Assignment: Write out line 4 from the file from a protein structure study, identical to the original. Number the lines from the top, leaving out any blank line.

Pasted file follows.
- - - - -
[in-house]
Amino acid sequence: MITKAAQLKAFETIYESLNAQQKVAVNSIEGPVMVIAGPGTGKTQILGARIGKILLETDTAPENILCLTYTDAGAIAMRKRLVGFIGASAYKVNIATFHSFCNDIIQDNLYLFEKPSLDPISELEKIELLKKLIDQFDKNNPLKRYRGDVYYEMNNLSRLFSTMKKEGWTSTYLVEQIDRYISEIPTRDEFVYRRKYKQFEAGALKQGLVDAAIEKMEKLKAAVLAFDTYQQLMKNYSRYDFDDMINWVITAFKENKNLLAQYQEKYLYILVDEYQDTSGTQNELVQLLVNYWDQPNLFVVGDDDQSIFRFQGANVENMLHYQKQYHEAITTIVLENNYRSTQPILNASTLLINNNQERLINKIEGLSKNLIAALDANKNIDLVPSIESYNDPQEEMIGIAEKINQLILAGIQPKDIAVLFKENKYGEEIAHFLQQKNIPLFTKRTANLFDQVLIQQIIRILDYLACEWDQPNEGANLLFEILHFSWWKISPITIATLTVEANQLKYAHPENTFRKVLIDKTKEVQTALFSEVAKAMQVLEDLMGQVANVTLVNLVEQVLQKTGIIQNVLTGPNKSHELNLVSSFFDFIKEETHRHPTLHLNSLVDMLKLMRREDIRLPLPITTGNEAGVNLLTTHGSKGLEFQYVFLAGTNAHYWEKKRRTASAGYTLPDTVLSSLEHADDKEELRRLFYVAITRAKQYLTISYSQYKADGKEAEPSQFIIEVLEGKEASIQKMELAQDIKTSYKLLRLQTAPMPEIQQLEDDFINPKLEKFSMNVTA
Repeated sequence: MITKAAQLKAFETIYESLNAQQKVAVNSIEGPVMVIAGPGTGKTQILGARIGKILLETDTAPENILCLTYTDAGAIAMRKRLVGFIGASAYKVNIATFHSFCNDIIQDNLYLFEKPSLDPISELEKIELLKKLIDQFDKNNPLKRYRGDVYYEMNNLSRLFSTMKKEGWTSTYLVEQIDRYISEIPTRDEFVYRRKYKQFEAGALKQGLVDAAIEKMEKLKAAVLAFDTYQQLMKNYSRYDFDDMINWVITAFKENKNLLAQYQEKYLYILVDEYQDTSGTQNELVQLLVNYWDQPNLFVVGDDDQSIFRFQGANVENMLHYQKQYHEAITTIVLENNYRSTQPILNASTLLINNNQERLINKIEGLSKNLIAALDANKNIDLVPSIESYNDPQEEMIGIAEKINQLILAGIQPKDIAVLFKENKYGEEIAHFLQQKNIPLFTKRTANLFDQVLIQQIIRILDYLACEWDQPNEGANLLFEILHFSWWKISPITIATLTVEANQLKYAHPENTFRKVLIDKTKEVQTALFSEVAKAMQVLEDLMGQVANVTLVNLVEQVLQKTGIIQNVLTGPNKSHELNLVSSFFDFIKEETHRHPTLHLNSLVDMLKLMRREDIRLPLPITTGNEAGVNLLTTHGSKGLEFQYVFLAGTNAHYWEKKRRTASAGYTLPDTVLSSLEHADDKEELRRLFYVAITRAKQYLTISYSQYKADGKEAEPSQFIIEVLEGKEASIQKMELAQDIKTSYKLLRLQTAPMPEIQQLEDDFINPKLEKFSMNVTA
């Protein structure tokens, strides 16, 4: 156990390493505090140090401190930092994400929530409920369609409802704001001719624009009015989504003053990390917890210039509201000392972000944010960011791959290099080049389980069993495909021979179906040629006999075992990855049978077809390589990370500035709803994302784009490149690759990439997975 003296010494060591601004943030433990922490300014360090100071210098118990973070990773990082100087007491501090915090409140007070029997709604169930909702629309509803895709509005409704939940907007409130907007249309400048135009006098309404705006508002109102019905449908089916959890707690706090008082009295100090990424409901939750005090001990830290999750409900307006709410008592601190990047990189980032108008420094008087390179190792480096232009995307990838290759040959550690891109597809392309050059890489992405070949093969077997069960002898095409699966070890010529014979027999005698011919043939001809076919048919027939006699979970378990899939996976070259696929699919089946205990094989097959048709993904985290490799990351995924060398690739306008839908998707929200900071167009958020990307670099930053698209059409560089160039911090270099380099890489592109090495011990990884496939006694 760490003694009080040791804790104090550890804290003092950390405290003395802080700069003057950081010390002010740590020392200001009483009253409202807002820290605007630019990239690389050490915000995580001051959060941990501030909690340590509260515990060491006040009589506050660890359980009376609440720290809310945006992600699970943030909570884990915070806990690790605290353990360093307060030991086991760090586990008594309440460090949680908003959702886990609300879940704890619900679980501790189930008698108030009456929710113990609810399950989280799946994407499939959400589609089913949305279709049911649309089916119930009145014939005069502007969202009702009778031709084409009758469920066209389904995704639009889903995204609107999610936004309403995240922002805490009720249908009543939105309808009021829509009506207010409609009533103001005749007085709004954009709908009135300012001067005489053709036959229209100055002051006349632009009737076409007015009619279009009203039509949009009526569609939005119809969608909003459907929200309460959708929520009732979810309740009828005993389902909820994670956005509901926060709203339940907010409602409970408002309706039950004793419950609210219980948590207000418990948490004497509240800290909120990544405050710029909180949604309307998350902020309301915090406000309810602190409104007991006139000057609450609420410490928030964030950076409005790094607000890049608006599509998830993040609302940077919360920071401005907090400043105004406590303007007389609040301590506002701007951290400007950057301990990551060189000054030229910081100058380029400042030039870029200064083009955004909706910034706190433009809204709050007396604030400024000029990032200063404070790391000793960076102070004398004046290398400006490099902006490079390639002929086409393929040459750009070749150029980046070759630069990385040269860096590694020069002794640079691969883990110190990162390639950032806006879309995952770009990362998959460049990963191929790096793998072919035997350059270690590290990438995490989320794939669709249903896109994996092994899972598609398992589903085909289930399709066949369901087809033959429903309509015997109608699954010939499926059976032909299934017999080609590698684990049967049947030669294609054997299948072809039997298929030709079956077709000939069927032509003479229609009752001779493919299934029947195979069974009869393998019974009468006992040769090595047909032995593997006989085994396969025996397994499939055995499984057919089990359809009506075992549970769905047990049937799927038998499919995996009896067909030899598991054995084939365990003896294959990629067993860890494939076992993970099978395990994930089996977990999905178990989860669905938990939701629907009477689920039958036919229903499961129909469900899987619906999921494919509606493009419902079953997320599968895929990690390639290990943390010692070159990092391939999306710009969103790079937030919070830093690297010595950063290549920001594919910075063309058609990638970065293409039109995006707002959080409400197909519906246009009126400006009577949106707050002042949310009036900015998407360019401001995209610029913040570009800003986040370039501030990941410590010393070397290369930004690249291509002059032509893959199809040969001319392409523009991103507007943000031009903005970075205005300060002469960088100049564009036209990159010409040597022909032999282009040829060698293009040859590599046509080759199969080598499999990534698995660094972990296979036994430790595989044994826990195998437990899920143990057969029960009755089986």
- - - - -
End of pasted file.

């Protein structure tokens, strides 16, 4: 156990390493505090140090401190930092994400929530409920369609409802704001001719624009009015989504003053990390917890210039509201000392972000944010960011791959290099080049389980069993495909021979179906040629006999075992990855049978077809390589990370500035709803994302784009490149690759990439997975 003296010494060591601004943030433990922490300014360090100071210098118990973070990773990082100087007491501090915090409140007070029997709604169930909702629309509803895709509005409704939940907007409130907007249309400048135009006098309404705006508002109102019905449908089916959890707690706090008082009295100090990424409901939750005090001990830290999750409900307006709410008592601190990047990189980032108008420094008087390179190792480096232009995307990838290759040959550690891109597809392309050059890489992405070949093969077997069960002898095409699966070890010529014979027999005698011919043939001809076919048919027939006699979970378990899939996976070259696929699919089946205990094989097959048709993904985290490799990351995924060398690739306008839908998707929200900071167009958020990307670099930053698209059409560089160039911090270099380099890489592109090495011990990884496939006694 760490003694009080040791804790104090550890804290003092950390405290003395802080700069003057950081010390002010740590020392200001009483009253409202807002820290605007630019990239690389050490915000995580001051959060941990501030909690340590509260515990060491006040009589506050660890359980009376609440720290809310945006992600699970943030909570884990915070806990690790605290353990360093307060030991086991760090586990008594309440460090949680908003959702886990609300879940704890619900679980501790189930008698108030009456929710113990609810399950989280799946994407499939959400589609089913949305279709049911649309089916119930009145014939005069502007969202009702009778031709084409009758469920066209389904995704639009889903995204609107999610936004309403995240922002805490009720249908009543939105309808009021829509009506207010409609009533103001005749007085709004954009709908009135300012001067005489053709036959229209100055002051006349632009009737076409007015009619279009009203039509949009009526569609939005119809969608909003459907929200309460959708929520009732979810309740009828005993389902909820994670956005509901926060709203339940907010409602409970408002309706039950004793419950609210219980948590207000418990948490004497509240800290909120990544405050710029909180949604309307998350902020309301915090406000309810602190409104007991006139000057609450609420410490928030964030950076409005790094607000890049608006599509998830993040609302940077919360920071401005907090400043105004406590303007007389609040301590506002701007951290400007950057301990990551060189000054030229910081100058380029400042030039870029200064083009955004909706910034706190433009809204709050007396604030400024000029990032200063404070790391000793960076102070004398004046290398400006490099902006490079390639002929086409393929040459750009070749150029980046070759630069990385040269860096590694020069002794640079691969883990110190990162390639950032806006879309995952770009990362998959460049990963191929790096793998072919035997350059270690590290990438995490989320794939669709249903896109994996092994899972598609398992589903085909289930399709066949369901087809033959429903309509015997109608699954010939499926059976032909299934017999080609590698684990049967049947030669294609054997299948072809039997298929030709079956077709000939069927032509003479229609009752001779493919299934029947195979069974009869393998019974009468006992040769090595047909032995593997006989085994396969025996397994499939055995499984057919089990359809009506075992549970769905047990049937799927038998499919995996009896067909030899598991054995084939365990003896294959990629067993860890494939076992993970099978395990994930089996977990999905178990989860669905938990939701629907009477689920039958036919229903499961129909469900899987619906999921494919509606493009419902079953997320599968895929990690390639290990943390010692070159990092391939999306710009969103790079937030919070830093690297010595950063290549920001594919910075063309058609990638970065293409039109995006707002959080409400197909519906246009009126400006009577949106707050002042949310009036900015998407360019401001995209610029913040570009800003986040370039501030990941410590010393070397290369930004690249291509002059032509893959199809040969001319392409523009991103507007943000031009903005970075205005300060002469960088100049564009036209990159010409040597022909032999282009040829060698293009040859590599046509080759199969080598499999990534698995660094972990296979036994430790595989044994826990195998437990899920143990057969029960009755089986």